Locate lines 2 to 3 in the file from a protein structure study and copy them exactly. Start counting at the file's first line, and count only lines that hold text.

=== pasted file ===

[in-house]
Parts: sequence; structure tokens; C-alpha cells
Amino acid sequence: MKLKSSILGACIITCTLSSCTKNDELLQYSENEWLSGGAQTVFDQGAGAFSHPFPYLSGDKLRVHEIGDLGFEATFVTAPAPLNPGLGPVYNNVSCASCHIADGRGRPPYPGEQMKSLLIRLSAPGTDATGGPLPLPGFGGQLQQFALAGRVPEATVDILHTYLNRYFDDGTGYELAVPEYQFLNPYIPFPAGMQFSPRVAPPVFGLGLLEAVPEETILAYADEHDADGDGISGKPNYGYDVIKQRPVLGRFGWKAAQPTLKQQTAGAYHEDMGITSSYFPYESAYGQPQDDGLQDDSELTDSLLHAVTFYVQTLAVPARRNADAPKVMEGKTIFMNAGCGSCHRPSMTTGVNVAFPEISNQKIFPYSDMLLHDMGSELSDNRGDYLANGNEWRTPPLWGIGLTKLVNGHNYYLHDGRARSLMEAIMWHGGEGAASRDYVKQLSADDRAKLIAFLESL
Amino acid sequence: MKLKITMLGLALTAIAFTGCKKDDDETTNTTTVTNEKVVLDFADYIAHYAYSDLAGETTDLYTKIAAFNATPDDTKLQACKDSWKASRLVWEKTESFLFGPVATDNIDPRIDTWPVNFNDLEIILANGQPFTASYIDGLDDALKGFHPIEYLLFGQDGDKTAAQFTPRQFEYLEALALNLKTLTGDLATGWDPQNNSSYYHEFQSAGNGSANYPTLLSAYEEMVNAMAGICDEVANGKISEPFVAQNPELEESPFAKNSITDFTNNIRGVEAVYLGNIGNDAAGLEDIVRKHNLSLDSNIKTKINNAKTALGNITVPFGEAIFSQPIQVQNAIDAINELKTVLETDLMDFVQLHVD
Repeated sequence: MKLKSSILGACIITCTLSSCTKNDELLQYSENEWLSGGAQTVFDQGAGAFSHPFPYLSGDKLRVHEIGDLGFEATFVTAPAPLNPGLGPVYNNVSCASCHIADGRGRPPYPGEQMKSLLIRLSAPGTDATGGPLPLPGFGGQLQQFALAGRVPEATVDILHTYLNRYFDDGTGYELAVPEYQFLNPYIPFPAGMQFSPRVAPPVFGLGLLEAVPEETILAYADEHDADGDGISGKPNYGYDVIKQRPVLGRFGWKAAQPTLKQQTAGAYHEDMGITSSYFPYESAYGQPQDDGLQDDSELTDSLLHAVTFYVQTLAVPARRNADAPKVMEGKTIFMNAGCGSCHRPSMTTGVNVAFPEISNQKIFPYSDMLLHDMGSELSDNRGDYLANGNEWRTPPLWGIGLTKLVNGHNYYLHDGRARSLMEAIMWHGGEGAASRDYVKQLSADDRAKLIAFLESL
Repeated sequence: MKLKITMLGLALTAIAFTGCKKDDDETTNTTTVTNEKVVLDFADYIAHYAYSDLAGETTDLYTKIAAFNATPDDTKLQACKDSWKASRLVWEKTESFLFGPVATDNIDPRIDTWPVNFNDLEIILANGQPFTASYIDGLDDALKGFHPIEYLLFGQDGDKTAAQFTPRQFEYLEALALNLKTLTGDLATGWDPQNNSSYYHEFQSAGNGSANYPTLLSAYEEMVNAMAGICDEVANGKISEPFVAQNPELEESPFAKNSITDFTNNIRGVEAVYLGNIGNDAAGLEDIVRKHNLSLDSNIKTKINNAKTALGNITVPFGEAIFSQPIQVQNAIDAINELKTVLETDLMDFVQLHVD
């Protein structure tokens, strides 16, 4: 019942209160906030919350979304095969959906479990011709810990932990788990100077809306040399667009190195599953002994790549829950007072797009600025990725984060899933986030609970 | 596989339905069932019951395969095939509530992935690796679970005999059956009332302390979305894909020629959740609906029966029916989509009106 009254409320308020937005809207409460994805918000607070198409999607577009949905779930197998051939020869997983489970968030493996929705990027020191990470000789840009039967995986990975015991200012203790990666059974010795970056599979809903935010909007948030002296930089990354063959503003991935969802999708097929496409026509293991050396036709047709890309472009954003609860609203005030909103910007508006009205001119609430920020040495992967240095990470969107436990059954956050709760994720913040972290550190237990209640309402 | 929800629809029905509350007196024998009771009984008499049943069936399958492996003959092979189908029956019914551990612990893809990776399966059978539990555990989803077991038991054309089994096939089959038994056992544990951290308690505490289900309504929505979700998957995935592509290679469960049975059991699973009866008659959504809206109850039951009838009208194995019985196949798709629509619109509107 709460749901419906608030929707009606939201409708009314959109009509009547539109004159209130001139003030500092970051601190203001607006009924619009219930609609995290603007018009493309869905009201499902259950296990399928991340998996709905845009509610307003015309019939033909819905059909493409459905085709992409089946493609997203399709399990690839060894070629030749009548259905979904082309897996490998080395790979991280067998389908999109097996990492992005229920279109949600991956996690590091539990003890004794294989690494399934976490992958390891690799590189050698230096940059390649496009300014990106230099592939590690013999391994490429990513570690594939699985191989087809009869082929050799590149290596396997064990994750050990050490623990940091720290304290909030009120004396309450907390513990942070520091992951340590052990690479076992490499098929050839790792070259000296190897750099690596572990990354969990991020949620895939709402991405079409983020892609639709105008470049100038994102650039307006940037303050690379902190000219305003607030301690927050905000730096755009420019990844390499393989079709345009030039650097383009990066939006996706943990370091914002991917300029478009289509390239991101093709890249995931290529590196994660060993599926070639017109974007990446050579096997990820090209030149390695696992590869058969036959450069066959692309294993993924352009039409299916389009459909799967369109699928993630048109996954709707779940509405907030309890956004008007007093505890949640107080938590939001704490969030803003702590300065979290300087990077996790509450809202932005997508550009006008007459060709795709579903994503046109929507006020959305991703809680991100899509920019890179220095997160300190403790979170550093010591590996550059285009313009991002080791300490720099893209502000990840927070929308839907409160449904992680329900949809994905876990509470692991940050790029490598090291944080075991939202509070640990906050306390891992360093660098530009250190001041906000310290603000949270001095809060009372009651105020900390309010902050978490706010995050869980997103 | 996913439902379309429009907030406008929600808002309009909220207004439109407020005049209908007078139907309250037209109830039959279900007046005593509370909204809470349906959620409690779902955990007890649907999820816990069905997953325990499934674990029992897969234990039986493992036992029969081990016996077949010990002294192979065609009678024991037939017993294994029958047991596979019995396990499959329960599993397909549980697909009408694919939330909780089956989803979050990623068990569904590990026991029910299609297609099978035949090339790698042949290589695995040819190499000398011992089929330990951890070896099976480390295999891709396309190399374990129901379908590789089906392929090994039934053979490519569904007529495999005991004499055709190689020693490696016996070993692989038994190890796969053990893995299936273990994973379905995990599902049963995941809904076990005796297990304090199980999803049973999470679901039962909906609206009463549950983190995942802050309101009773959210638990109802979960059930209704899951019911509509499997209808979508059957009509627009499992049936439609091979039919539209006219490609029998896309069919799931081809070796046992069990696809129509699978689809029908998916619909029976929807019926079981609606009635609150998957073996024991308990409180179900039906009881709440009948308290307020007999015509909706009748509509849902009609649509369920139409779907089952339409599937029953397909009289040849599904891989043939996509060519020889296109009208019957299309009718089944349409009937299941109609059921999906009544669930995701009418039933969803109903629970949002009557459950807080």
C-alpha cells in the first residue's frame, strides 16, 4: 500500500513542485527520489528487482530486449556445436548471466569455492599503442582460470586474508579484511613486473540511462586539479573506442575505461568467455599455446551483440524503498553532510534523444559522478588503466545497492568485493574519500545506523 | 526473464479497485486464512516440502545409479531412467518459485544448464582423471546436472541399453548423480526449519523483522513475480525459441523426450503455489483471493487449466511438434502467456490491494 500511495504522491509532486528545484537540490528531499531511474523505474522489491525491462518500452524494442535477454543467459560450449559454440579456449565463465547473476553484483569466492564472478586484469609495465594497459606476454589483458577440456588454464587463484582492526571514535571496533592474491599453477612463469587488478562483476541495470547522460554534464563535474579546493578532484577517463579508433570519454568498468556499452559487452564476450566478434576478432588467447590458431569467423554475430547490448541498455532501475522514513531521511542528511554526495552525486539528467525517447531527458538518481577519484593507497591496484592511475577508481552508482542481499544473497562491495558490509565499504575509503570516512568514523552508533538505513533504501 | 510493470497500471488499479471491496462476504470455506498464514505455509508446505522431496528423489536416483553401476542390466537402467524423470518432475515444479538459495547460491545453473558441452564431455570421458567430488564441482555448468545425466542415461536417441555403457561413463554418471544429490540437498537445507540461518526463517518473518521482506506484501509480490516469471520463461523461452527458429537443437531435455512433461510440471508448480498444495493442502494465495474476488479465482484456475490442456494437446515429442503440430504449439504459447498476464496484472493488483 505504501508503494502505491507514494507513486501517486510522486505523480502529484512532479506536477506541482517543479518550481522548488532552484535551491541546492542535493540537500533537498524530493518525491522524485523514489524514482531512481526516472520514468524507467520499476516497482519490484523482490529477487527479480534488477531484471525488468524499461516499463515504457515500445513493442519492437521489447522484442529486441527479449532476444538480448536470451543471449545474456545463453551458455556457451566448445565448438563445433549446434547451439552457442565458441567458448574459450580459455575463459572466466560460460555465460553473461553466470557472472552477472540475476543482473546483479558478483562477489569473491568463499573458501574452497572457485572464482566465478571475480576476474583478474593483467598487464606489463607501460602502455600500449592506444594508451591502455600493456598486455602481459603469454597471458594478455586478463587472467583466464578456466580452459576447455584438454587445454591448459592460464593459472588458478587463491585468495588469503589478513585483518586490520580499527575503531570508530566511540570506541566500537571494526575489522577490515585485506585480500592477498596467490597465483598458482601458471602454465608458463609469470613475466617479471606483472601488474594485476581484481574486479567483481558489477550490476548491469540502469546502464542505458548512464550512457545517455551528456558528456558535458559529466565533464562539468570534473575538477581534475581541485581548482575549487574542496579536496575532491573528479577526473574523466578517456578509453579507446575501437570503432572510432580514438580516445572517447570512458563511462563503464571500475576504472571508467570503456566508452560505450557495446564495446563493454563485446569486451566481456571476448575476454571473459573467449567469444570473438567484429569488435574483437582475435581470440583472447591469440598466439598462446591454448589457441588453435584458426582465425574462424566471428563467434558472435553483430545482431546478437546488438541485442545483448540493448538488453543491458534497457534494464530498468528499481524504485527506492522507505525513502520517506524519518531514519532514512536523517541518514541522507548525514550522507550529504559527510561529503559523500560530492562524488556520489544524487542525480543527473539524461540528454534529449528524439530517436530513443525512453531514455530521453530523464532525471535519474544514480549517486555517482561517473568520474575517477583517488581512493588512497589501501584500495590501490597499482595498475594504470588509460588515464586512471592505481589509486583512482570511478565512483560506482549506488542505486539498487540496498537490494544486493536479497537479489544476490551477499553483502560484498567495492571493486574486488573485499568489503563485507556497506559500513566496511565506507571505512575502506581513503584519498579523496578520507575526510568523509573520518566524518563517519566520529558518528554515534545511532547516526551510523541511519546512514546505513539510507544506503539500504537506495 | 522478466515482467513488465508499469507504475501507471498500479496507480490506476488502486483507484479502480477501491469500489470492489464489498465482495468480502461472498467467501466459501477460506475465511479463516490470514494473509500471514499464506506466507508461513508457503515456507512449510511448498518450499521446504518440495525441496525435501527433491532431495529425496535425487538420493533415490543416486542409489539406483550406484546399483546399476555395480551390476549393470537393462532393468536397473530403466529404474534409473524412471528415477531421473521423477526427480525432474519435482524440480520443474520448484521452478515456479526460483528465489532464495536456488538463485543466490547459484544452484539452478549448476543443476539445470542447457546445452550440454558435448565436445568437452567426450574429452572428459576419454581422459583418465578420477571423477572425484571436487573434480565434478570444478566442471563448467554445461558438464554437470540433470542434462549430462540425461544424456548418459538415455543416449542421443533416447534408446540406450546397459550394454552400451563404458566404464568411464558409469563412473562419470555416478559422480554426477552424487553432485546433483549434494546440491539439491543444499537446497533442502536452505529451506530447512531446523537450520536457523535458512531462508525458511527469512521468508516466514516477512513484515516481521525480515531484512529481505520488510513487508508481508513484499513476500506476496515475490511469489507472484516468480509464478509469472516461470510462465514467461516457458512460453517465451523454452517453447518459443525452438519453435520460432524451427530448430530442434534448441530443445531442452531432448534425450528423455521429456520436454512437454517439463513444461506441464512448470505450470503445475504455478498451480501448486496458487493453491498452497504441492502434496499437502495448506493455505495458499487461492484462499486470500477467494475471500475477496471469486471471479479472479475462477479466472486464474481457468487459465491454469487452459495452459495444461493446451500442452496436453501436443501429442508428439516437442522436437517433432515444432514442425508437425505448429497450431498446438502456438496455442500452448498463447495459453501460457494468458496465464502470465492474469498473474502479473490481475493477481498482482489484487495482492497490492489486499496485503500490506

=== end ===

Parts: sequence; structure tokens; C-alpha cells
Amino acid sequence: MKLKSSILGACIITCTLSSCTKNDELLQYSENEWLSGGAQTVFDQGAGAFSHPFPYLSGDKLRVHEIGDLGFEATFVTAPAPLNPGLGPVYNNVSCASCHIADGRGRPPYPGEQMKSLLIRLSAPGTDATGGPLPLPGFGGQLQQFALAGRVPEATVDILHTYLNRYFDDGTGYELAVPEYQFLNPYIPFPAGMQFSPRVAPPVFGLGLLEAVPEETILAYADEHDADGDGISGKPNYGYDVIKQRPVLGRFGWKAAQPTLKQQTAGAYHEDMGITSSYFPYESAYGQPQDDGLQDDSELTDSLLHAVTFYVQTLAVPARRNADAPKVMEGKTIFMNAGCGSCHRPSMTTGVNVAFPEISNQKIFPYSDMLLHDMGSELSDNRGDYLANGNEWRTPPLWGIGLTKLVNGHNYYLHDGRARSLMEAIMWHGGEGAASRDYVKQLSADDRAKLIAFLESL